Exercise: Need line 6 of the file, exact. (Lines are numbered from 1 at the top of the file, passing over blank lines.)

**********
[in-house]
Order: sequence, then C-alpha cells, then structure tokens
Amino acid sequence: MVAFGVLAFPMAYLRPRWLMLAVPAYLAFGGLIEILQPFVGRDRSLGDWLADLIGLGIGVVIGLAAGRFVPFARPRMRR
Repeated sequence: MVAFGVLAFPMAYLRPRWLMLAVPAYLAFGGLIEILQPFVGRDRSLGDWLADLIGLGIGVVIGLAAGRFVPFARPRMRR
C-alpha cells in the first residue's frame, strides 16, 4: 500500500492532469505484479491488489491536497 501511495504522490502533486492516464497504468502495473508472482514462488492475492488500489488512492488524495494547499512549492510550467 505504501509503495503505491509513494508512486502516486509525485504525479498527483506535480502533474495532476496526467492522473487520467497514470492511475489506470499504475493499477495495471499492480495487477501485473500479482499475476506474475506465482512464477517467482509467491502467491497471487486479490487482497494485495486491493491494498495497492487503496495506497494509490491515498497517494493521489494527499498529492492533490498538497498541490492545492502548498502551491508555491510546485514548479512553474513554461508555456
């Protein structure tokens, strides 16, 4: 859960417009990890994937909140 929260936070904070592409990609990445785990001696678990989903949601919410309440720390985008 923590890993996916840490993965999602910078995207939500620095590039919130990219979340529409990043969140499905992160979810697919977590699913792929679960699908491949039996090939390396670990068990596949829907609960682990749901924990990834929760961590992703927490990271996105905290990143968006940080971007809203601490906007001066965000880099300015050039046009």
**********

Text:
């Protein structure tokens, strides 16, 4: 859960417009990890994937909140 929260936070904070592409990609990445785990001696678990989903949601919410309440720390985008 923590890993996916840490993965999602910078995207939500620095590039919130990219979340529409990043969140499905992160979810697919977590699913792929679960699908491949039996090939390396670990068990596949829907609960682990749901924990990834929760961590992703927490990271996105905290990143968006940080971007809203601490906007001066965000880099300015050039046009």